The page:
What does beer foam do
Bierstreich: How is the foam fountain created?
Beer was the fifth most consumed beverage in Germany in 2014. The mix of water, malt and hops not only has a lot to offer in terms of taste, there are also interesting physical phenomena to consider. Carbonic acid, which is a chemical reaction of carbon dioxide, is particularly important (CO₂) with water. It is not only responsible for the popular head of foam, but also for the explosive rise of beer foam that is created when a freshly opened beer bottle is hit.
A common party prank goes like this: if someone has just opened a bottle of beer, you hit the head of the other person's beer with your own beer bottle (not so hard that the bottle breaks, of course). The other person's beer suddenly starts foaming and splashes out of the bottle. This effect is so rapid that the victim can barely react. But be careful: If your own beer has only just been opened, the same thing happens - and the trick backfires. But what exactly happens when you hit the bottle head? And is it really the blow or is it a quick hand movement?
Behavior of beverages when hit on the bottle
Carbonated drinks are under high pressure in filled bottles. If you open such a bottle, the pressure in the bottle is suddenly reduced and undissolved carbon dioxide leaves the liquid. As the pressure decreases, more CO₂ dissolves and forms the small, familiar gas bubbles in the liquid. If you hit the opening of a freshly opened beer bottle, the glass will vibrate. This oscillation causes a pressure fluctuation in the beer, which spreads downwards in the liquid and is reflected several times on the bottom of the glass and on the air in the bottle neck. As a result of this pressure wave, the small carbon dioxide bubbles are constantly deformed in less than a millisecond until they break down into several even smaller carbon dioxide bubbles. These smaller carbon dioxide bubbles form a small amount of beer foam that spreads through the liquid. This foam forms an optimal surface on which further carbon dioxide can settle until there is no more carbon dioxide in the immediate vicinity. The foam then experiences a buoyancy and rises to the top, followed by more carbon dioxide. As a result, the foam cloud accelerates upwards, which in turn increases the volume faster and the speed increases again. This leads to an explosion-like increase in the volume of the foam. However, since the bottle volume cannot expand, the well-known foam fountain finally occurs: The foam leaves the bottle through the only exit, the bottle neck. This phenomenon works not only for beer but also with cola and sparkling wine and even plastic bottles can be vibrated enough to create a foam fountain.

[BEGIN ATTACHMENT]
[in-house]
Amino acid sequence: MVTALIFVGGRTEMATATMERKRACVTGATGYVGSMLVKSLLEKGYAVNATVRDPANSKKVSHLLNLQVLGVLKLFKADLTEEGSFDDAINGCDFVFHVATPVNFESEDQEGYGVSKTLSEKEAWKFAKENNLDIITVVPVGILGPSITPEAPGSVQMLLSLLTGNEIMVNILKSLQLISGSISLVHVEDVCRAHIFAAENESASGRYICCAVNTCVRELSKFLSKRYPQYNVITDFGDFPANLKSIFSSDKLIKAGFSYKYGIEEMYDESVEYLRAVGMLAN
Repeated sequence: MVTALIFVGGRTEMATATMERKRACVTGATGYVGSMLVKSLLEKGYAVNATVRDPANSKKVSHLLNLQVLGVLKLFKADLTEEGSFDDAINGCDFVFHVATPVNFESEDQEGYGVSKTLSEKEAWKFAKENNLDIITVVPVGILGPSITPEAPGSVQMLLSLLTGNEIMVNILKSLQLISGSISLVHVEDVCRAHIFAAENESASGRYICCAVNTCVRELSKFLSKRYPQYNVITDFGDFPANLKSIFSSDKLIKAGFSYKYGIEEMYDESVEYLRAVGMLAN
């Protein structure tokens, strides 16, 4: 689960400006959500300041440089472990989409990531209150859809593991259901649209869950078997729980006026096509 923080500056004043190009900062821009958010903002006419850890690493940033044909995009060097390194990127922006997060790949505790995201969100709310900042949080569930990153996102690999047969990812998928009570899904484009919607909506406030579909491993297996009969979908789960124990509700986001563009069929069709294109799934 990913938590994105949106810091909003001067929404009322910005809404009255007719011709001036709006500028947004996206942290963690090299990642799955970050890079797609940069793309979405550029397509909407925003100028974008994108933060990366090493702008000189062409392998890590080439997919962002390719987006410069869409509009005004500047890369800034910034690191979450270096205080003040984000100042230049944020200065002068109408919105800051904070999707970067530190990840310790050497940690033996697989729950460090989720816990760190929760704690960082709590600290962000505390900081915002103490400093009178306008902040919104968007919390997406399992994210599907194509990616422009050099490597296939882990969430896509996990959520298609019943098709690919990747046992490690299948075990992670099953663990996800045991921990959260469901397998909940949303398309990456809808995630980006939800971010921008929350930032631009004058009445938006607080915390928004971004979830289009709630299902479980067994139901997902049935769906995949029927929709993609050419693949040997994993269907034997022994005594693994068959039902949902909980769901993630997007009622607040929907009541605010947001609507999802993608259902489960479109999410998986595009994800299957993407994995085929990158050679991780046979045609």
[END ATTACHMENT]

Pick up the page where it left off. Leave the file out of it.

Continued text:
Cause: movement of the bottle
The frothing and splashing of carbonated beverages also often occurs after shaking unopened bottles. Shaking also creates a pressure fluctuation in the bottle. Whereby carbonic acid dissolves from the water in places with lower pressure and CO₂ rises in the form of bubbles. However, since the bottle is unopened, it cannot escape and the pressure inside the bottle rises to around three and a half bar. When the bottle is opened, the carbon dioxide escapes, taking liquid with it. The assumption that the bottle was moving could have something to do with the explosive foam rise, so it is obvious. However, a team led by Javier Rodriguez-Rodriguez from the University of Carlos III in Madrid was able to rule this out as a cause by shooting a beer bottle with a high-energy laser. This resulted in a pressure fluctuation only at a single point, where beer foam formed and caused the foam fountain effect described above due to the vibration of the bottle. Since the bottle was not moved in this case, the movement could be excluded as the cause of the foam formation.
Carbon dioxide emissions in nature
A sudden rise in carbon dioxide is also known in nature. For example, Lake Nyos in Cameroon lies above an extinct volcanic rock that is steadily emitting carbon dioxide. Since carbon dioxide is soluble in water, it accumulates in the water. However, the lake released an estimated 1.6 million tons of this enriched carbon dioxide in 1986. This rose to the surface of the water. Since CO₂ is heavier than air, it collected on the surface of the lake or earth and flowed into the nearby valleys. Since carbon dioxide is odorless, the carbon dioxide flowing into the nearby villages went unnoticed - 1,700 people and many animals were suffocated. So far the cause of the gas evacuation has not been clarified. But the phenomenon described here confirms the assumption that the trigger for the release of the carbon dioxide could have been an earthquake.
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